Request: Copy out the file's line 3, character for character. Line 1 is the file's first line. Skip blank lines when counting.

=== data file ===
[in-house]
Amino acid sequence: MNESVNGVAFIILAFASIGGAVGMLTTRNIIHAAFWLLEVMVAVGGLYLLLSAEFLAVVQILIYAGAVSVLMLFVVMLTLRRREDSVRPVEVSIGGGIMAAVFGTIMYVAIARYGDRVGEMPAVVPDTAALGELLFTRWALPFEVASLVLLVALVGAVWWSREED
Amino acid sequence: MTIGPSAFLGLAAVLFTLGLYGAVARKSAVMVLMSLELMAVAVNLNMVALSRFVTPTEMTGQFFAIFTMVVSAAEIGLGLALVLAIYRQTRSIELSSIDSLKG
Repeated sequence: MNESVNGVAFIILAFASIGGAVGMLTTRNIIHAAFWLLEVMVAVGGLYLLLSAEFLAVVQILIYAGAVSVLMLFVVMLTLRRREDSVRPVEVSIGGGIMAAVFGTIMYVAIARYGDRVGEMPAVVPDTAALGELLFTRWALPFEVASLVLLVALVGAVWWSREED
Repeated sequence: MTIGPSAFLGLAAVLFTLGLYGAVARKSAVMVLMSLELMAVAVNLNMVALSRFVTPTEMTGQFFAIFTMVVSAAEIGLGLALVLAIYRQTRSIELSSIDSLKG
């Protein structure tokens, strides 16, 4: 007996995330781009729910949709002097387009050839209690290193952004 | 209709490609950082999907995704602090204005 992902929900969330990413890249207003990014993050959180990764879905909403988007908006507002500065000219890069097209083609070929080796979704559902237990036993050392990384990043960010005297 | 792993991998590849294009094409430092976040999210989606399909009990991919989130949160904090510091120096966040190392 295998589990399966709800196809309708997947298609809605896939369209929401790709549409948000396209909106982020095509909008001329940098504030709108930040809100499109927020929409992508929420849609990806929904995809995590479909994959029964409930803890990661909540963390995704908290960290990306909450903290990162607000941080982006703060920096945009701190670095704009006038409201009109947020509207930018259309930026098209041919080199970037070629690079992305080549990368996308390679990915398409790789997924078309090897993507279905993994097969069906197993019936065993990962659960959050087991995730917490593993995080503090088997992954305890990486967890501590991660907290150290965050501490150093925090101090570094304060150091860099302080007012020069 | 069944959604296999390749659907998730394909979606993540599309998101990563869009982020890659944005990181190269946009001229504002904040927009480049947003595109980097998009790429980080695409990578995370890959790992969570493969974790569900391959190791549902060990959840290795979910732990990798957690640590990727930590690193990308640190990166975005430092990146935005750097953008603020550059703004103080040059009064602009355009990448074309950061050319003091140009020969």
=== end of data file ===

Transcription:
Amino acid sequence: MTIGPSAFLGLAAVLFTLGLYGAVARKSAVMVLMSLELMAVAVNLNMVALSRFVTPTEMTGQFFAIFTMVVSAAEIGLGLALVLAIYRQTRSIELSSIDSLKG